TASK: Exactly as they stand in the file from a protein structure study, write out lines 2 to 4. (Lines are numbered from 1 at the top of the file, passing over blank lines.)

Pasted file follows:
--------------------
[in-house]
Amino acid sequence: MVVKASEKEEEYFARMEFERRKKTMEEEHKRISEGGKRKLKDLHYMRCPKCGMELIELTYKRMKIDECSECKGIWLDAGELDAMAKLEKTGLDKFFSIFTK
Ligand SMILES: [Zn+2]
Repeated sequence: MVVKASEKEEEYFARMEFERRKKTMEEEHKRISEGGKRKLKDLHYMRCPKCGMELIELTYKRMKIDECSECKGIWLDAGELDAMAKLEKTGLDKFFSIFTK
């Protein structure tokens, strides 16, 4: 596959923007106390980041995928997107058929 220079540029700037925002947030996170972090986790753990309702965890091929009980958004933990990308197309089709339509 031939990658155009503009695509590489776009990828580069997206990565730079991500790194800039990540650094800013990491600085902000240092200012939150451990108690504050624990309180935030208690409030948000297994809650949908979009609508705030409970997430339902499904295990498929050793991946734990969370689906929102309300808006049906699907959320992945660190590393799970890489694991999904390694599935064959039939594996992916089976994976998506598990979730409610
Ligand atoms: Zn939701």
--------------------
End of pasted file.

Amino acid sequence: MVVKASEKEEEYFARMEFERRKKTMEEEHKRISEGGKRKLKDLHYMRCPKCGMELIELTYKRMKIDECSECKGIWLDAGELDAMAKLEKTGLDKFFSIFTK
Ligand SMILES: [Zn+2]
Repeated sequence: MVVKASEKEEEYFARMEFERRKKTMEEEHKRISEGGKRKLKDLHYMRCPKCGMELIELTYKRMKIDECSECKGIWLDAGELDAMAKLEKTGLDKFFSIFTK